Method for playing an online text-based RPG that doesn’t require everyone to be online at once?

I am contemplating starting up a web-based text game for my D&D group to be played alongside our weekly sessions. The idea would be to play through events related to the main storyline, but not so involved that the outcomes would directly affect our current adventure.

I don’t want to require everyone to be online at once (or else this is just another session), so IRC and chatrooms are out. I am looking for a method that allows us to play at a slow pace but gives everyone a chance to respond to what the GM says before moving onward with the story or the combat.

The only idea that comes to mind is a forum-based game with heavy restrictions (e.g. each player must post a response or opt out of responding before the GM posts again). For combats I would post maps with the position of all the monsters and characters between each turn.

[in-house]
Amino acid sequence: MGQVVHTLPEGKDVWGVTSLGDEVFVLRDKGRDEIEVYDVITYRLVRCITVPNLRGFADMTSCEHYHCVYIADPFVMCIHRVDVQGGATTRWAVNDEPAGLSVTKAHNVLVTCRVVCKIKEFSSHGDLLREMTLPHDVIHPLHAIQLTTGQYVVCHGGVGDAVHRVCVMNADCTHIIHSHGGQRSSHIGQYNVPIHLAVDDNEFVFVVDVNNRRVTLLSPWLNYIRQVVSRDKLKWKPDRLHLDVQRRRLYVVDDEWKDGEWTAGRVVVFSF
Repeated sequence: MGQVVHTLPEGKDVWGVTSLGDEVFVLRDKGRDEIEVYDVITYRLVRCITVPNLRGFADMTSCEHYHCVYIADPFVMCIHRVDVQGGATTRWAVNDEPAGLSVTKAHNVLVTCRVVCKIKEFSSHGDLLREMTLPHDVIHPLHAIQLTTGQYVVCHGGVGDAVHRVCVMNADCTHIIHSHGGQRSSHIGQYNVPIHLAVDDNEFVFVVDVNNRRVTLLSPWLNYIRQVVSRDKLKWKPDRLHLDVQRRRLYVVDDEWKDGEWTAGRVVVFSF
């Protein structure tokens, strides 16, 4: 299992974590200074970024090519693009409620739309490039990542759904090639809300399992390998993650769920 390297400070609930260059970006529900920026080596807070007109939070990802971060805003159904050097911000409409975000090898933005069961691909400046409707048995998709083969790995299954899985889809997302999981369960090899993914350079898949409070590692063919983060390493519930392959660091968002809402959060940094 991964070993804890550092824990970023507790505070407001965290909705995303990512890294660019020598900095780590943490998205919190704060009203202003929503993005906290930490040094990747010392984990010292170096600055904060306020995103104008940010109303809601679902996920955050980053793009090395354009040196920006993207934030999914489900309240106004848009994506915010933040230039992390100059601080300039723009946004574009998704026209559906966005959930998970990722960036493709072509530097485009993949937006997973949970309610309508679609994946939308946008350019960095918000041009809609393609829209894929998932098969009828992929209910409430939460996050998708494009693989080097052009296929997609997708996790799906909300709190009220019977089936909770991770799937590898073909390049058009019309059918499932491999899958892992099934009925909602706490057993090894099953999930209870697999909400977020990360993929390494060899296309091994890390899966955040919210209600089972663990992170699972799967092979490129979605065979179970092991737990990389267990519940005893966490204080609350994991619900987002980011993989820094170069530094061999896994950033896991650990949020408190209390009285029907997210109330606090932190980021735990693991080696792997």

Does anyone have any experience running a game like this?

What’s the best way to run a web-based text RPG in such a way that not all players need to be online at the same time?

What does ‘does not require’ mean?

In this recent question, I asked about Flameskulls and how their Undead Nature interacted with long rests to recover their spells.

In the course of reading an answer, I realized that the poster and I had very different interpretations of what "doesn’t require" means.

Undead Nature. A [specific undead] doesn’t require air, food, drink, or sleep.

(and similar statements for Constructed Nature, Immortal Nature, Shadowy Nature, Elemental Nature, and Ooze Nature)

One interpretation of ‘doesn’t require x’ is suffers no ill effects from the lack of x.